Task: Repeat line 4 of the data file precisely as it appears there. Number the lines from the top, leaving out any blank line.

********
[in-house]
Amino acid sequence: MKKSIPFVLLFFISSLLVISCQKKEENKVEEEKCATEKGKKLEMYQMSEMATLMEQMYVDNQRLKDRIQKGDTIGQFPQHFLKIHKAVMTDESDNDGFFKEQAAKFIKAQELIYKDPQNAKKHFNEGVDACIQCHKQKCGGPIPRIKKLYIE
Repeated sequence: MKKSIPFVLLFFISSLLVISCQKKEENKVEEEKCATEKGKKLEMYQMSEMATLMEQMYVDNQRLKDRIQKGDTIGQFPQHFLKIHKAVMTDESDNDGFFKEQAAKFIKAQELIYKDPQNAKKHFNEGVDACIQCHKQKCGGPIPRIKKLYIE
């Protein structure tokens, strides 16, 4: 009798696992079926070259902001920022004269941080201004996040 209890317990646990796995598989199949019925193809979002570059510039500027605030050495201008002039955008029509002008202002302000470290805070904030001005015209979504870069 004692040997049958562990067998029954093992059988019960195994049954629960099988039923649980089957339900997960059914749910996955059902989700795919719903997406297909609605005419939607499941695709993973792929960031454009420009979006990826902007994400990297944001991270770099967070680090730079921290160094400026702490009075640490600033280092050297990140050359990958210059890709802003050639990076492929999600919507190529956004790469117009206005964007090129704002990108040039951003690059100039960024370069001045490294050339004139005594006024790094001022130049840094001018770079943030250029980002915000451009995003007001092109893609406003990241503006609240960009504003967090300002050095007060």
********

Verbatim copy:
């Protein structure tokens, strides 16, 4: 009798696992079926070259902001920022004269941080201004996040 209890317990646990796995598989199949019925193809979002570059510039500027605030050495201008002039955008029509002008202002302000470290805070904030001005015209979504870069 004692040997049958562990067998029954093992059988019960195994049954629960099988039923649980089957339900997960059914749910996955059902989700795919719903997406297909609605005419939607499941695709993973792929960031454009420009979006990826902007994400990297944001991270770099967070680090730079921290160094400026702490009075640490600033280092050297990140050359990958210059890709802003050639990076492929999600919507190529956004790469117009206005964007090129704002990108040039951003690059100039960024370069001045490294050339004139005594006024790094001022130049840094001018770079943030250029980002915000451009995003007001092109893609406003990241503006609240960009504003967090300002050095007060």